Silicon Beach: Spend New Year's Safely and Frugally With Social Media Tools

Ah, New Year's Eve in South Beach -- pocketbook gouging at its finest! Club buzz says Lady Gaga is the hottest sold-out party in the nation this New Year's Eve. LIV at the Fontainebleau Hotel is charging $800 general admission -- drinks, food, and party favors not included -- quite possibly the least recession-friendly soirée in town. Just think of all the Grey Goose you could buy at Walgreens for that amount or the brood of starving African children you could feed just by not blowing your rent on one bash.

If you're not in the mood to party like Tony Montana, and if crowds, excess, and risking a DUI turn you off, be safe and frugal by staying at home solo or with friends. This doesn't mean you can't share the party with people far and wide, though. So get your goodies together, turn on your webcam, and then:

1. Have a Seesmic party with friends from all over the world.

Seesmic Video is just like Twitter but uses video to engage people in conversations. One year, yours truly partied with friends in Boston, Ohio, New York, and Texas without leaving her comfy chair or spending a fortune. Yeah, it's not the same as a fancy party and fireworks, but, boy, did she feel better the next day. And the best part? You can delete anything that's terribly embarrassing.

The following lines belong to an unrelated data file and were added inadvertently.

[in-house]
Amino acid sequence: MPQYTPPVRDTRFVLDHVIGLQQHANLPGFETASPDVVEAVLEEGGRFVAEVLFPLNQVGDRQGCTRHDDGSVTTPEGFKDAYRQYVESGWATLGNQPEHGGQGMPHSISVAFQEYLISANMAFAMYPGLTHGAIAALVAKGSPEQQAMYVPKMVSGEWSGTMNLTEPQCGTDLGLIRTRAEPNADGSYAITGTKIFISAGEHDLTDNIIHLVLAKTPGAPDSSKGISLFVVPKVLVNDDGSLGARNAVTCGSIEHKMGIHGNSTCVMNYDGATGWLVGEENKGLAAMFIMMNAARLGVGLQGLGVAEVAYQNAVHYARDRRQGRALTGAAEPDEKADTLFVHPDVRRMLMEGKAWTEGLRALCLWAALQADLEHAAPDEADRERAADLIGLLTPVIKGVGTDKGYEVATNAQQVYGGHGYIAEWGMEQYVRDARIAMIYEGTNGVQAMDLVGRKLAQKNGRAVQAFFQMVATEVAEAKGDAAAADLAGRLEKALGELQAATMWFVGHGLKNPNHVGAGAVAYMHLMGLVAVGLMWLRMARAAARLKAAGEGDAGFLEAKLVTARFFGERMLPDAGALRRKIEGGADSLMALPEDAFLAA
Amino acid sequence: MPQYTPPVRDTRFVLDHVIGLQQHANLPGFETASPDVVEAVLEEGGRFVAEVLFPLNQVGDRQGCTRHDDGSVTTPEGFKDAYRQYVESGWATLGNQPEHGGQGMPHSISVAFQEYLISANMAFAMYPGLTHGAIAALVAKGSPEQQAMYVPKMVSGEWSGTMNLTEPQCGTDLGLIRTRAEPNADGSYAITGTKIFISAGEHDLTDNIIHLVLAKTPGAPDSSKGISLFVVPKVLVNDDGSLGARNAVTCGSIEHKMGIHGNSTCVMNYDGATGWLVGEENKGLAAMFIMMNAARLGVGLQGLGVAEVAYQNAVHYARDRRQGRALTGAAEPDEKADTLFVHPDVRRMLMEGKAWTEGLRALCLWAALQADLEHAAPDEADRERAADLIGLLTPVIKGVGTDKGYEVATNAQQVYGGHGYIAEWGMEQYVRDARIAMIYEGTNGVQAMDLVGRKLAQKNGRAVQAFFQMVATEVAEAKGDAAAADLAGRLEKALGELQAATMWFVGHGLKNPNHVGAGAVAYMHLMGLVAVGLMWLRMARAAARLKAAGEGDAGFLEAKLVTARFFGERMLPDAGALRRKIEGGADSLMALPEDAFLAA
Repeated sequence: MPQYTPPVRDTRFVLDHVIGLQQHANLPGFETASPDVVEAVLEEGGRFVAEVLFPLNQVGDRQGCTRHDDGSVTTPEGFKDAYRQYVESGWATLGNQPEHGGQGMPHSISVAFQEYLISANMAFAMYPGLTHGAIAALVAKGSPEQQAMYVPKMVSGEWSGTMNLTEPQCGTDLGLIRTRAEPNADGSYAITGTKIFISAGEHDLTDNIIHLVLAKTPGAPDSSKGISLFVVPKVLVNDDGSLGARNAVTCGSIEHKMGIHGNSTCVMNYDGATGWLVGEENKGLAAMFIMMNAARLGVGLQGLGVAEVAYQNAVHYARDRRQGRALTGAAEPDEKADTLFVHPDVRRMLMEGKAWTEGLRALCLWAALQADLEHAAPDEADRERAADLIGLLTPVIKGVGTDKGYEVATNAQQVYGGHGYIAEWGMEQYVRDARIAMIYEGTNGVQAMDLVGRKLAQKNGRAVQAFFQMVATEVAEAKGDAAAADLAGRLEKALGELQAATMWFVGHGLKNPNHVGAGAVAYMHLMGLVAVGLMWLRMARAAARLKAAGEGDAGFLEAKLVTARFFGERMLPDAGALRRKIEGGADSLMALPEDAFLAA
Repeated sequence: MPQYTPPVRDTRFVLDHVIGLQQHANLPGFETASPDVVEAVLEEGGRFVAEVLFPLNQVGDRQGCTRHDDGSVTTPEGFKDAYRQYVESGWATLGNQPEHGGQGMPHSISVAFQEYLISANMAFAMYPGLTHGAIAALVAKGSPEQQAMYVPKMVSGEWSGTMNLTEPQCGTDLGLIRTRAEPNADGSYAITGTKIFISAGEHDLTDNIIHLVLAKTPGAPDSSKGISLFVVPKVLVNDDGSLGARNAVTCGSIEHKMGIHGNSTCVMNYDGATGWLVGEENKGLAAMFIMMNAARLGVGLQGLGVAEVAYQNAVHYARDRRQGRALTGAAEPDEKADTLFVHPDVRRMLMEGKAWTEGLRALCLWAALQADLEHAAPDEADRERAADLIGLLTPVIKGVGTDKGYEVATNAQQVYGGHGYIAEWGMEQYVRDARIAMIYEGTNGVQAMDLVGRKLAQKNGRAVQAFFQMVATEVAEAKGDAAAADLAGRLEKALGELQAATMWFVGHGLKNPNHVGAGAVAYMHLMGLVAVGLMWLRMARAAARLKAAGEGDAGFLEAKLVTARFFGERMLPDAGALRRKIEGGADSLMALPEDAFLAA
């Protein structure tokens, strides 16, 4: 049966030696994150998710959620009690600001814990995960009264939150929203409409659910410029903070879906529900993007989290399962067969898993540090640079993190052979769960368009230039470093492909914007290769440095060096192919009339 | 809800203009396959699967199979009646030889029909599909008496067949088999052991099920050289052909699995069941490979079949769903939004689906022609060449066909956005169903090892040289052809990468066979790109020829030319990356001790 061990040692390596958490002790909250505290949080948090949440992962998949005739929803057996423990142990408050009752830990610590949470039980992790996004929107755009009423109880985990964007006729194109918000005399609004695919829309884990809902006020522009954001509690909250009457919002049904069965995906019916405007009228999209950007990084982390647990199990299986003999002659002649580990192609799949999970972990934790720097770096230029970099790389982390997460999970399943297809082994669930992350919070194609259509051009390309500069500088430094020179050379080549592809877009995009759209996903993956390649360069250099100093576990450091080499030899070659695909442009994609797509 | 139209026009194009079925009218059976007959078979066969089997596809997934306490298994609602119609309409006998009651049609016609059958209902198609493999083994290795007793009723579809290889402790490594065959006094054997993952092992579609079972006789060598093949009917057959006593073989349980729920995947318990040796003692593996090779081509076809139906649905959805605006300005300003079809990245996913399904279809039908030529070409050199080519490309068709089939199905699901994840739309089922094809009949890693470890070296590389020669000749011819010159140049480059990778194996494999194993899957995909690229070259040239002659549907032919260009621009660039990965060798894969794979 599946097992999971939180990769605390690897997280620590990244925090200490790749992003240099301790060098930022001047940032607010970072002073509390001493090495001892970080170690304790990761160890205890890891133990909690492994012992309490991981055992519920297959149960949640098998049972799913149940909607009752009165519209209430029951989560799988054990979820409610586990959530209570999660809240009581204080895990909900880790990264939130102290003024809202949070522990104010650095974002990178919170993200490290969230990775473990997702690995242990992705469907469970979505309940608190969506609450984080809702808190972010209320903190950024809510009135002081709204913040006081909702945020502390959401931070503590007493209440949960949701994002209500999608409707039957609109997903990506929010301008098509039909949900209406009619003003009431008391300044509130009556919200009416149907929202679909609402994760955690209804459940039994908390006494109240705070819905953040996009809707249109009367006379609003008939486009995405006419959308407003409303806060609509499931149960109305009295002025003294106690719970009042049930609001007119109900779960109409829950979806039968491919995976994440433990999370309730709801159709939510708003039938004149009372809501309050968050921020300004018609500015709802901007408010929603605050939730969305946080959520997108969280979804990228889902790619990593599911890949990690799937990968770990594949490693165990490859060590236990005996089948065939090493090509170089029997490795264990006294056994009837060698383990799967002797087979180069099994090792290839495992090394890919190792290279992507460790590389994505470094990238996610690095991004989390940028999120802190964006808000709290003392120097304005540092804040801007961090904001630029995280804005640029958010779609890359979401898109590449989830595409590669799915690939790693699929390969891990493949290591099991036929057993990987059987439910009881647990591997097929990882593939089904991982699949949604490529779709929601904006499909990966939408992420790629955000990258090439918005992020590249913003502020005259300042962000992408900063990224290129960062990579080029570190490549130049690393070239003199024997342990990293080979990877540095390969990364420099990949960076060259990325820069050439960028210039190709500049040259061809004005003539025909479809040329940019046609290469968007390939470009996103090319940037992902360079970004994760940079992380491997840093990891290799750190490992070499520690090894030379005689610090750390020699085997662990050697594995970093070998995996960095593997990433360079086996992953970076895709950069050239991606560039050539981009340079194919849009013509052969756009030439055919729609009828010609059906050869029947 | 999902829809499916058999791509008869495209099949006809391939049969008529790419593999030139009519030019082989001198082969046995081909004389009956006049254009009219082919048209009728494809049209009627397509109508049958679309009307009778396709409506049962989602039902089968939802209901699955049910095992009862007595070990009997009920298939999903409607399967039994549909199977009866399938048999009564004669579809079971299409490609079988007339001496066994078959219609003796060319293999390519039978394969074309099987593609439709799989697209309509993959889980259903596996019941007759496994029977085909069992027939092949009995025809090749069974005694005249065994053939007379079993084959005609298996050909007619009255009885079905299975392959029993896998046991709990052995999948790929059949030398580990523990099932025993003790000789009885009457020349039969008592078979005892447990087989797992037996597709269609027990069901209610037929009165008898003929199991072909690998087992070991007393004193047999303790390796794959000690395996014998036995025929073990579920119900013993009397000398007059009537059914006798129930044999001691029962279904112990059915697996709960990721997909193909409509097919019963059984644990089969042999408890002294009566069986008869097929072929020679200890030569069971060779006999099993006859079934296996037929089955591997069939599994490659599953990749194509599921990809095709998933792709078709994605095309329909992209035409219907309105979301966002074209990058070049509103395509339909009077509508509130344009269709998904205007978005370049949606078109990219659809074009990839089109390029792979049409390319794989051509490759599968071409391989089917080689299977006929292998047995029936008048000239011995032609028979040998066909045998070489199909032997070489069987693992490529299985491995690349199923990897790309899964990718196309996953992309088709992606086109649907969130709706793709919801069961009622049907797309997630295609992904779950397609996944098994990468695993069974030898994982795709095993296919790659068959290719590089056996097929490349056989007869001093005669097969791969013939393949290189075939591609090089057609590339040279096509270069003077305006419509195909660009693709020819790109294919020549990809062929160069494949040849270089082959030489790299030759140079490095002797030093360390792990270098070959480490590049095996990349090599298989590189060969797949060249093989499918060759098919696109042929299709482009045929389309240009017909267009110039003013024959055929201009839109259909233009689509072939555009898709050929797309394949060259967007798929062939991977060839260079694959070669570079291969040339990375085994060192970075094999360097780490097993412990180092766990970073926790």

2. Use 12 seconds to count down the year in brief videos. 


midnight, try the Spanish tradition of eating 12 grapes, which

represent good luck for each month of the year. If you do it

in 12 seconds, you could put Man vs. Food

to shame. 12 seconds is a bit too short for most people's tastes,

though some might swear they've had sex in less time. You can share your

12 seconds videos on social networks.

3. Live stream your party via Qik.

Live stream your party with Qik,

a mobile phone live stream application. On some models, such as those

belonging to the Nokia N series, friends can even chat with you as

you're live streaming -- important on New Year's Eve when they must

ask, "So, how many lemon drops have you had?" You can also

automatically share your Qik videos on a variety of social networks. Check the Qik website to see if Qik supports your smartphone.

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Miami native Maria de Los Angeles currently journeys in northern latitudes but is a correspondent for the Magic City. A community advocate, she pens stories about art, culture, good folks doing good things, women's issues, and only-in-Miami moments.